Thursday, April 17, 2008

Sinners As Saints

A lot of my work is preoccupied with sexual identity. Ever since I was a teenager, I've been unsettled by the way images and attitudes from entertainment and advertising media insinuate themselves into the way we shape this identity.
Sex is still one of the last effective forms of subversion, despite (or, maybe, because of) its slick ubiquity in our consumer-driven, image-conscious culture. In the past, women used sex as a defensive weapon against men who held power over them. In the future, women will no longer need men for either bonking or breeding. In the meantime, images of sex – what used to be thought of as pornography, a term that's becoming increasingly irrelevant as it turns into just another niche of acceptable suburban distraction, like smoking dope or reading trashy celebrity gossip – have become expressions of an ambiguous, morally unresolved freedom.
Being involved in real pornography is an acceptable tactic for a 21st century feminist. The ideas of women like Tristan Taormina and Violet Blue are a hell of a lot more confronting and original than those of glossy exhibitionists such as Tracey Emin or Sam Taylor-Wood.
One of the handful of solo shows I am doing over the next 18 months is a A New Canon Of 21st Century Saints. It opens at Melbourne Art Rooms on St. Valentines Day, February 14th, 2009 – a few months after my Dangerous Career Babes launch party at Superdeluxe in Tokyo.
My 21st century saints are pornstars representing a broad spectrum of race, creed and sexual inclination. They're portrayed as the personae they adopt for public consumption, enhanced by the vivid colours, slick surface finish and sheer massiveness – some works will be as much as three metres high – of what some art critics call Shock Pop. They form the canon (with an accompanying liturgy) of the
spiritually sterile cult of porno' chic and come complete with traditional, saint-related trappings, including statuary, relics, scapulars, and votive offerings: think of it as the merchandise of modern organized religion.
Nominating new and unlikely saints for our times is an ideal way for me not only to trace – and also, in some way, celebrate – the disorienting intersection of sexual identity, perversion, political subversion and feminism. It is also an opportunity to offer a critique of the whole concept of sainthood and our enduring reverence for it.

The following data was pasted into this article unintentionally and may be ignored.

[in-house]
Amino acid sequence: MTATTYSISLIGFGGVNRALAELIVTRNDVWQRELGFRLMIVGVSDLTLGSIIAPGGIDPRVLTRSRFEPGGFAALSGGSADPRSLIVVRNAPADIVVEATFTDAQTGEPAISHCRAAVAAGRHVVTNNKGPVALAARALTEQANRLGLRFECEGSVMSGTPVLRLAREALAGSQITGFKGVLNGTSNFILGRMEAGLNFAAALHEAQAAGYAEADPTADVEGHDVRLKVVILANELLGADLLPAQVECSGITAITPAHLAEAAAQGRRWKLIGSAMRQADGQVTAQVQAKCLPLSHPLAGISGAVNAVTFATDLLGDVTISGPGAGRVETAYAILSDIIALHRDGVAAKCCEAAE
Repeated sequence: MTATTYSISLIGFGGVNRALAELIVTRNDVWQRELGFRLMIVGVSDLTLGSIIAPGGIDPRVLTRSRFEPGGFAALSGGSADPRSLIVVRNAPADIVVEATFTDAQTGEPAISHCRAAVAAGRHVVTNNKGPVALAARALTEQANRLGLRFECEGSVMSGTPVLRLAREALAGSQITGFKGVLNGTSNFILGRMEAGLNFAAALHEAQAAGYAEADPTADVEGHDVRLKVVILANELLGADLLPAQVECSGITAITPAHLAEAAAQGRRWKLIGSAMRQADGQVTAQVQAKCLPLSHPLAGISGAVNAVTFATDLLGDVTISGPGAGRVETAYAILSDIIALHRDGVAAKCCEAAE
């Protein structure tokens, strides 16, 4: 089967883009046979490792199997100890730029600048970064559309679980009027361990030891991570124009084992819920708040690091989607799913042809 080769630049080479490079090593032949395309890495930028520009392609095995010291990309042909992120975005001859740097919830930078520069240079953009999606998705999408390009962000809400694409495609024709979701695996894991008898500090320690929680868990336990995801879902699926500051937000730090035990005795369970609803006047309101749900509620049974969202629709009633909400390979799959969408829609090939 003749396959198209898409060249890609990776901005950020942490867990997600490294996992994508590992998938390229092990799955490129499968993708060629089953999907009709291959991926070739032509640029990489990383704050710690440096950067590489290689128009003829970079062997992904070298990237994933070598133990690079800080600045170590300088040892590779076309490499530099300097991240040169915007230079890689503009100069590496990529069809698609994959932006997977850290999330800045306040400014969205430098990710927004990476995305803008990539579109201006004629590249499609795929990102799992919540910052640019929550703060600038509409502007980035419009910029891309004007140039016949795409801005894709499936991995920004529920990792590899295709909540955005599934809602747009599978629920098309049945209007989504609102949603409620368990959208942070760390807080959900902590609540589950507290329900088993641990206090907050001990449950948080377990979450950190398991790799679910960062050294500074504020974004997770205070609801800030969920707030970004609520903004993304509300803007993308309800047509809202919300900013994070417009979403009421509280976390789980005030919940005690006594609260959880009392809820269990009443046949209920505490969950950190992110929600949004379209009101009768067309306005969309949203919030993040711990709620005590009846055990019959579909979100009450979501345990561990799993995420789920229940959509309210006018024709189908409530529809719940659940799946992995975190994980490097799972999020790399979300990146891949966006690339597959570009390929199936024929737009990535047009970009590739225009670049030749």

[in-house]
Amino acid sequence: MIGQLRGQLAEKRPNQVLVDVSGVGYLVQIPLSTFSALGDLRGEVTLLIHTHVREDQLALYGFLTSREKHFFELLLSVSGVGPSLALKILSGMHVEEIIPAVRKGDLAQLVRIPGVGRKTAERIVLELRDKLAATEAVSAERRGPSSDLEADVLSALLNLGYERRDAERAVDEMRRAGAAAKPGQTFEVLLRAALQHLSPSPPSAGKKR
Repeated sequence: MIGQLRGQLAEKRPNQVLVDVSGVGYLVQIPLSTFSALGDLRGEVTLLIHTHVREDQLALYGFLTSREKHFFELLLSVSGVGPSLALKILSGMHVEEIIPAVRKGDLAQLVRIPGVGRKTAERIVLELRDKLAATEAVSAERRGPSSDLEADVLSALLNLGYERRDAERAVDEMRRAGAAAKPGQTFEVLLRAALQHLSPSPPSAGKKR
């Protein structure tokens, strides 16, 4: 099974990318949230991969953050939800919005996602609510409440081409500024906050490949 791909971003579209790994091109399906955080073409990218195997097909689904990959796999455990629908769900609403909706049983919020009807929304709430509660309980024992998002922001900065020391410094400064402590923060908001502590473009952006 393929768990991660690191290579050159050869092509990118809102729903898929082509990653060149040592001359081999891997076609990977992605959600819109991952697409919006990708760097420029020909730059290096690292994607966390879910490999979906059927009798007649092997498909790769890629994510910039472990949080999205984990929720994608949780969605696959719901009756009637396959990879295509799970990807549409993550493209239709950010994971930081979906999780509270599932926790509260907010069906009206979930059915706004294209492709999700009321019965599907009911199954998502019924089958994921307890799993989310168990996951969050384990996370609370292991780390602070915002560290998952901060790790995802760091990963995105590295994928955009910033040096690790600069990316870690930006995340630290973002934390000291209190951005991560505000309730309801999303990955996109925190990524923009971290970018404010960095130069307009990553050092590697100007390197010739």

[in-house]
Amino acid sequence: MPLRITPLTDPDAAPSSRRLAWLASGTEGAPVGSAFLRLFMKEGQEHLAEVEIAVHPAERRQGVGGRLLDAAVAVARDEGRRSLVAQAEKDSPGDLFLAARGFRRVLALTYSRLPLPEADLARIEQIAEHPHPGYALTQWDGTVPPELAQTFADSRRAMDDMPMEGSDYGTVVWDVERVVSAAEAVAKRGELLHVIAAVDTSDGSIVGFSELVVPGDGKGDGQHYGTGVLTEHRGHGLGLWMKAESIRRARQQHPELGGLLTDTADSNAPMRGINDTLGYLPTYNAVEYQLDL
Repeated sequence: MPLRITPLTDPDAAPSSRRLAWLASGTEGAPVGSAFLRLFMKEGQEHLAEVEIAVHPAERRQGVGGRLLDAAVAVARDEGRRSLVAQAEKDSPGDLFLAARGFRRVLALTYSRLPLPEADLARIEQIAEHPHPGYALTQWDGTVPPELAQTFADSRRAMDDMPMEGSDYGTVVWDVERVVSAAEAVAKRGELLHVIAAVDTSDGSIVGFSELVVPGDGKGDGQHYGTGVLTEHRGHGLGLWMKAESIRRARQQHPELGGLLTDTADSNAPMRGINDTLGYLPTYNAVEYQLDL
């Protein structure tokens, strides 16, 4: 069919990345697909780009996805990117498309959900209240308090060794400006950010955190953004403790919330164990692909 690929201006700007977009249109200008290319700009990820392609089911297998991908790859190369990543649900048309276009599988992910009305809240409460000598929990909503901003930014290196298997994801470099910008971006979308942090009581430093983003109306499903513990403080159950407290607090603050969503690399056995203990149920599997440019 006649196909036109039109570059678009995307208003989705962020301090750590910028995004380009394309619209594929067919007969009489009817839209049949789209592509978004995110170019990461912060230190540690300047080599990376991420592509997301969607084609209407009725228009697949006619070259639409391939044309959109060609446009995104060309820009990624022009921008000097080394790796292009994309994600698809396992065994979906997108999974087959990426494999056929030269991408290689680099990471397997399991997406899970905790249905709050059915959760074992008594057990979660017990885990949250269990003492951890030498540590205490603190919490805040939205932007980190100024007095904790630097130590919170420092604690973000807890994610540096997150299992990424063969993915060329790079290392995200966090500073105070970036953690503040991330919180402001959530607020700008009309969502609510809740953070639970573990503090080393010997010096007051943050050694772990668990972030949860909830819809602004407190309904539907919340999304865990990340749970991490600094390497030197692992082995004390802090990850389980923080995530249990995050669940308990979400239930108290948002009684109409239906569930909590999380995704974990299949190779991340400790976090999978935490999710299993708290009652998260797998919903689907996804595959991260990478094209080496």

Above: St. Alexis of Tijuana, 2008, study sketch for oil painting, acrylic on paper, 30cms x 20cms

7 comments:

Anonymous said...

talk about flogging a dead horse..i hate to say it hazel but your work is becoming mundane,over-thought and under-worked..im actually offended this is considered art.

julian c. said...

one thing that comes across in every entry of this blog is the sense of an artist who is unsatisfied to just rest on what she's done before and is being genuine and fearless not only in trying new things – look at her watercolour works and photography! – even as she looks for new directions and media in which to take her older enamel painting.

there's no rule that says every line of investigation has to be successful or even satisfying – or even, ultimately, art. and given that you made your comments anonymously – and come across sounding like someone she knows with an old axe to grind – how is one to supposed to judge whether what you consider art is worth bothering about anyway? as for you being offended, well, people have felt the same way about everyone from Caravaggio to Koons, so maybe Dooney's onto something.

Anonymous said...

Go Julian. How dead is your horse anonymous?? Shame on you.
Hazel, your works are amazing!!

Anonymous said...

You hate to say it, so why bother. I'm offended that you still have the right to a comment.

Anonymous said...

So Julian, my comment is only valid if Im "somebody"?..in actual fact i have no axe to grind and was actually quite proud of the statement Hazel made...the first time.

julian c. said...

why listen to anyone who makes such comments under the cloak of anonymity? you ask if your comments are valid – I think you mean 'valued' – if you're a 'somebody'? the question doesn't even deserve an answer because by making your comments anonymously, you elected to be a 'nobody' – and your criticism dismissed as under-thought, facile (and perhaps even envious) bitchiness.

Hazel Dooney said...

And with that, this topic is now closed to further comment.